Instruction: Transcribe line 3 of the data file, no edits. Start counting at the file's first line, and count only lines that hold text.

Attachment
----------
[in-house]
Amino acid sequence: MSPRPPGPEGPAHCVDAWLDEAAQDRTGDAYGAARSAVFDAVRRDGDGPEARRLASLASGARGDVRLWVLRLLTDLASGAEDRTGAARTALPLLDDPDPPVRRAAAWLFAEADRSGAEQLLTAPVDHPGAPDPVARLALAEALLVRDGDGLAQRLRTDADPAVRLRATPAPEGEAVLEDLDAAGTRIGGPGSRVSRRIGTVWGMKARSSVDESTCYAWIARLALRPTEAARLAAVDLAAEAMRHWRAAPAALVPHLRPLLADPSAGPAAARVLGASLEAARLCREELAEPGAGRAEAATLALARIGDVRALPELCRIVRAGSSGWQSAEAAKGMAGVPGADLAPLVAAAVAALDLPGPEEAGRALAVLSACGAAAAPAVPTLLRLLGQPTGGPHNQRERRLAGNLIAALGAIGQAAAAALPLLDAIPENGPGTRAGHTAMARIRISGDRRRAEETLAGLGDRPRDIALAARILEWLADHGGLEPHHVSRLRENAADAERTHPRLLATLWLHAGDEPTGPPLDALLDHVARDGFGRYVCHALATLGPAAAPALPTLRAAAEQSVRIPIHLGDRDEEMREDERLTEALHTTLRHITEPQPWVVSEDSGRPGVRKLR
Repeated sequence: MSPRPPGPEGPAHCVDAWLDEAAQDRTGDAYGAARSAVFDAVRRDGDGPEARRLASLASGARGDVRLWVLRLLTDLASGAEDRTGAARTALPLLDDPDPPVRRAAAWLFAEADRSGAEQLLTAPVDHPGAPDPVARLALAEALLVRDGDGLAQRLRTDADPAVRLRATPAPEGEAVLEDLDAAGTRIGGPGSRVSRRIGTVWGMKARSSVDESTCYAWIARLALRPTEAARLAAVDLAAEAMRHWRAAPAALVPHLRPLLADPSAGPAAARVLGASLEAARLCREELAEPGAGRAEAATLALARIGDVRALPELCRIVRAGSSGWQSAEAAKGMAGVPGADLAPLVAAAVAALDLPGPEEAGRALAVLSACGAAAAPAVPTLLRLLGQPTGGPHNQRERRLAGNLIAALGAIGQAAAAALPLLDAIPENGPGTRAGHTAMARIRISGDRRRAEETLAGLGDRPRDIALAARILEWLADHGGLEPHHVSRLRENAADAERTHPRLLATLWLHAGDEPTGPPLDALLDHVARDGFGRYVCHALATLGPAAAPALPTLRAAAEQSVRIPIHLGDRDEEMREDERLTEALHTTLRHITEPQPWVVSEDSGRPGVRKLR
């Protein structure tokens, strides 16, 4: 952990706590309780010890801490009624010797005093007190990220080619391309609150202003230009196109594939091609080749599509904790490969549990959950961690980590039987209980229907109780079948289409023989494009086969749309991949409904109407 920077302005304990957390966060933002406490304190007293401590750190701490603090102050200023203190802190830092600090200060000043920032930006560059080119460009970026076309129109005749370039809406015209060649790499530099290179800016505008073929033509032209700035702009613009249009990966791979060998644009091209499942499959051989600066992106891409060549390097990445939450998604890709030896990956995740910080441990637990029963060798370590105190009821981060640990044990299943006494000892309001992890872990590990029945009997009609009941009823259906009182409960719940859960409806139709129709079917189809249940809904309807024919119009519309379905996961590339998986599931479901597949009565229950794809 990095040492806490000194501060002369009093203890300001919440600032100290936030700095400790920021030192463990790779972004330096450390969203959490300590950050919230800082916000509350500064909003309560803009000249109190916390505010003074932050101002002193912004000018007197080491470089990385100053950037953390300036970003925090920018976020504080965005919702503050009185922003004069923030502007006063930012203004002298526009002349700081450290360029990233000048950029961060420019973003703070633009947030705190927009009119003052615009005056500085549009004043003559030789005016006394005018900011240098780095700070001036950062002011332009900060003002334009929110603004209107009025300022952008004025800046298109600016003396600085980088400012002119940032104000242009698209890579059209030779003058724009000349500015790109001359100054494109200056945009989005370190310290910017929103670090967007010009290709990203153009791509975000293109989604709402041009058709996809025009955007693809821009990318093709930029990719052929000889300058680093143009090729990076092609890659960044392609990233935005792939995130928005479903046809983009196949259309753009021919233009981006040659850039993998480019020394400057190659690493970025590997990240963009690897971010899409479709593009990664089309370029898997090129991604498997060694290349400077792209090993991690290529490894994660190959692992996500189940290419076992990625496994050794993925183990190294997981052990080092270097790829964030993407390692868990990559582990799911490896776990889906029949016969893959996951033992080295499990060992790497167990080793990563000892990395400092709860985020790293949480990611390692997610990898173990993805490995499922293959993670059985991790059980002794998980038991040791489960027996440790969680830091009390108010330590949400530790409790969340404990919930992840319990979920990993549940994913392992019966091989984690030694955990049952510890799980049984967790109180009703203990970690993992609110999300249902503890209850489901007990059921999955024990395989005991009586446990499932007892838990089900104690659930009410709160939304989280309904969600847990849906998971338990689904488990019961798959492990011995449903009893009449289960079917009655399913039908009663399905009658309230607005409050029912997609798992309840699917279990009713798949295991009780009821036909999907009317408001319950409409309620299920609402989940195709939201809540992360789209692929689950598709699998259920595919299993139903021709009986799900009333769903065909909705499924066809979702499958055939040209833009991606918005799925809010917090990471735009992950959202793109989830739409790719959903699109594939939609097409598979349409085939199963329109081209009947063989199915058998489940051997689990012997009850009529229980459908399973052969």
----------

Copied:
Repeated sequence: MSPRPPGPEGPAHCVDAWLDEAAQDRTGDAYGAARSAVFDAVRRDGDGPEARRLASLASGARGDVRLWVLRLLTDLASGAEDRTGAARTALPLLDDPDPPVRRAAAWLFAEADRSGAEQLLTAPVDHPGAPDPVARLALAEALLVRDGDGLAQRLRTDADPAVRLRATPAPEGEAVLEDLDAAGTRIGGPGSRVSRRIGTVWGMKARSSVDESTCYAWIARLALRPTEAARLAAVDLAAEAMRHWRAAPAALVPHLRPLLADPSAGPAAARVLGASLEAARLCREELAEPGAGRAEAATLALARIGDVRALPELCRIVRAGSSGWQSAEAAKGMAGVPGADLAPLVAAAVAALDLPGPEEAGRALAVLSACGAAAAPAVPTLLRLLGQPTGGPHNQRERRLAGNLIAALGAIGQAAAAALPLLDAIPENGPGTRAGHTAMARIRISGDRRRAEETLAGLGDRPRDIALAARILEWLADHGGLEPHHVSRLRENAADAERTHPRLLATLWLHAGDEPTGPPLDALLDHVARDGFGRYVCHALATLGPAAAPALPTLRAAAEQSVRIPIHLGDRDEEMREDERLTEALHTTLRHITEPQPWVVSEDSGRPGVRKLR